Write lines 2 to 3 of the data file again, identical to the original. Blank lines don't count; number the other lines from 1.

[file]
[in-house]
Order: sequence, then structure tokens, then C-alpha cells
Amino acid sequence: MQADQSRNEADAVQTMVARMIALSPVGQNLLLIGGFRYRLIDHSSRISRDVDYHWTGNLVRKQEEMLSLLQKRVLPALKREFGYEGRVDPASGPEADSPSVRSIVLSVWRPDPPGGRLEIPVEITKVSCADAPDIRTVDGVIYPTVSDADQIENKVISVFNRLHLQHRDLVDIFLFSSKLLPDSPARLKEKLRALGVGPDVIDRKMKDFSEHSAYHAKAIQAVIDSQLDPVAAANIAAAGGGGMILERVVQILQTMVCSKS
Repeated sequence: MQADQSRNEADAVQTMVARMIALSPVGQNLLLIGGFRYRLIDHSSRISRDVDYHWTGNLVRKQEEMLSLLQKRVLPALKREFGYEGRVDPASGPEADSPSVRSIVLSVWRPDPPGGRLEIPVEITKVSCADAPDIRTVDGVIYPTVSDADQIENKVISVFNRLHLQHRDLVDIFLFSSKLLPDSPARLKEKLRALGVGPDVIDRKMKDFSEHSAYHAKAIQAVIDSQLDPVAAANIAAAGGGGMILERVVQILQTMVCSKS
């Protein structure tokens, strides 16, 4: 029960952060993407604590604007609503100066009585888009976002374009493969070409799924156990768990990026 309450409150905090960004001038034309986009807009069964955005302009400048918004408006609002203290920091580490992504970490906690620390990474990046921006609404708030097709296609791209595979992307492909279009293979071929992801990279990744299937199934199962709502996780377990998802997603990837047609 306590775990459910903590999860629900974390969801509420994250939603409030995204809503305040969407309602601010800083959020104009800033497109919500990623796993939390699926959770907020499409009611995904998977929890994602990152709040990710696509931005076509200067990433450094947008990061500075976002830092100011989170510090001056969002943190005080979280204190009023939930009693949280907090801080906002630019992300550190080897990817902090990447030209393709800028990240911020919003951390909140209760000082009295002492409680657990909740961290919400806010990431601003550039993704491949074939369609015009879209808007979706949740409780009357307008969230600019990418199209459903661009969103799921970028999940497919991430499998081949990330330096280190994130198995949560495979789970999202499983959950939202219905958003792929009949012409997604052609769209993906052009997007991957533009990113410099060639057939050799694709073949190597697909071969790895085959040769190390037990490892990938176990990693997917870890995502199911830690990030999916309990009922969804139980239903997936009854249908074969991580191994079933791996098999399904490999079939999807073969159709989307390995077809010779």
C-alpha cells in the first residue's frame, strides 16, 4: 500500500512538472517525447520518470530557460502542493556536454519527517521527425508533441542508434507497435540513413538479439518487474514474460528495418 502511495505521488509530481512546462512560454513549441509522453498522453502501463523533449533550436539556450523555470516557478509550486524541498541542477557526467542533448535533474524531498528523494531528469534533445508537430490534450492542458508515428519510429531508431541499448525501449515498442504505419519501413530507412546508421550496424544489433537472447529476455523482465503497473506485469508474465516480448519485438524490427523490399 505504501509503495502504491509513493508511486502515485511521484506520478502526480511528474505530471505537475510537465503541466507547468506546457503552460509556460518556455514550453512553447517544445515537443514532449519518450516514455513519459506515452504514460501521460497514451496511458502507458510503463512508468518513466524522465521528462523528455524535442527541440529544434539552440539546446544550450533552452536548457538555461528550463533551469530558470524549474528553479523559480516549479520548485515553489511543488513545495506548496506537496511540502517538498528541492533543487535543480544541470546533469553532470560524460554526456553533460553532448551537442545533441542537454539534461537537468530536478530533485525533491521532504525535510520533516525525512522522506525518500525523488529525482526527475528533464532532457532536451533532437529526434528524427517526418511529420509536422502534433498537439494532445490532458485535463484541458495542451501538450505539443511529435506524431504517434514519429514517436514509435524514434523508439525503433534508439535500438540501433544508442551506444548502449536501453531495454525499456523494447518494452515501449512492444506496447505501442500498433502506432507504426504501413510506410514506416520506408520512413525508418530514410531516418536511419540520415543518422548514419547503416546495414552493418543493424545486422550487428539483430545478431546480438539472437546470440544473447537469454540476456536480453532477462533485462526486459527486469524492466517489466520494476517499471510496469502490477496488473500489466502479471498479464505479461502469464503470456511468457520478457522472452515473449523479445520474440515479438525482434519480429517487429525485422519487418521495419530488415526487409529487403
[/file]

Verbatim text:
Order: sequence, then structure tokens, then C-alpha cells
Amino acid sequence: MQADQSRNEADAVQTMVARMIALSPVGQNLLLIGGFRYRLIDHSSRISRDVDYHWTGNLVRKQEEMLSLLQKRVLPALKREFGYEGRVDPASGPEADSPSVRSIVLSVWRPDPPGGRLEIPVEITKVSCADAPDIRTVDGVIYPTVSDADQIENKVISVFNRLHLQHRDLVDIFLFSSKLLPDSPARLKEKLRALGVGPDVIDRKMKDFSEHSAYHAKAIQAVIDSQLDPVAAANIAAAGGGGMILERVVQILQTMVCSKS